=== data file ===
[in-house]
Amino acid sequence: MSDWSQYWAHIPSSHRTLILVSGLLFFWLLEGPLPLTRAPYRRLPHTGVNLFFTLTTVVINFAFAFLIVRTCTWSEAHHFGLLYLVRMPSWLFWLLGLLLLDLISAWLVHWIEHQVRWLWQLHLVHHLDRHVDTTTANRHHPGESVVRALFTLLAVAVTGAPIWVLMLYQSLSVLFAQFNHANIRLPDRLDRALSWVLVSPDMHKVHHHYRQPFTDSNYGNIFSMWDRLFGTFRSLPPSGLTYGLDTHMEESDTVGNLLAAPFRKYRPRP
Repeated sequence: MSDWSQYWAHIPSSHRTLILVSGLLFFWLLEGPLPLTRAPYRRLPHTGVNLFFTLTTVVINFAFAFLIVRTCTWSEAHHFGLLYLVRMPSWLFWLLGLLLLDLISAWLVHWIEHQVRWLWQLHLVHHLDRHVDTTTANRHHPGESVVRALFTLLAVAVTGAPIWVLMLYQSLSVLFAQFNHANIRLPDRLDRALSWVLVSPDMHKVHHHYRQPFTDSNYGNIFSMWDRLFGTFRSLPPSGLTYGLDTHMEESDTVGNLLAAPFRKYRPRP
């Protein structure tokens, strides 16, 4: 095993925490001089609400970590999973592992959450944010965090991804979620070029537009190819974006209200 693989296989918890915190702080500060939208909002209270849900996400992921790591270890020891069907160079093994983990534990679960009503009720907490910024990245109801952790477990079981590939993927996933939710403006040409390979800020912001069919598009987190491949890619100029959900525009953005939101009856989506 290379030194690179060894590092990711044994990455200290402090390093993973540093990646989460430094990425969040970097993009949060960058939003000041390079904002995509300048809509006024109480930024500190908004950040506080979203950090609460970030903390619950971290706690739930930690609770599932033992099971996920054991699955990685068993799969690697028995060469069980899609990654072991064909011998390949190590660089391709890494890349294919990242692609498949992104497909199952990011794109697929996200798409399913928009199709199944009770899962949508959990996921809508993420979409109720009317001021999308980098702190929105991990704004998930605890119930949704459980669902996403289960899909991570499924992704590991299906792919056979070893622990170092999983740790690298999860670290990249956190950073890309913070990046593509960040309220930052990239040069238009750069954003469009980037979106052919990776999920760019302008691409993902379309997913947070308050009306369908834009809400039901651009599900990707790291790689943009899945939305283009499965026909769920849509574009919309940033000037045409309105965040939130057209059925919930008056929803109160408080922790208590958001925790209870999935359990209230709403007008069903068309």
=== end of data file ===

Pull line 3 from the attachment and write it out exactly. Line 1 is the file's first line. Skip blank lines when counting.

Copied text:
Repeated sequence: MSDWSQYWAHIPSSHRTLILVSGLLFFWLLEGPLPLTRAPYRRLPHTGVNLFFTLTTVVINFAFAFLIVRTCTWSEAHHFGLLYLVRMPSWLFWLLGLLLLDLISAWLVHWIEHQVRWLWQLHLVHHLDRHVDTTTANRHHPGESVVRALFTLLAVAVTGAPIWVLMLYQSLSVLFAQFNHANIRLPDRLDRALSWVLVSPDMHKVHHHYRQPFTDSNYGNIFSMWDRLFGTFRSLPPSGLTYGLDTHMEESDTVGNLLAAPFRKYRPRP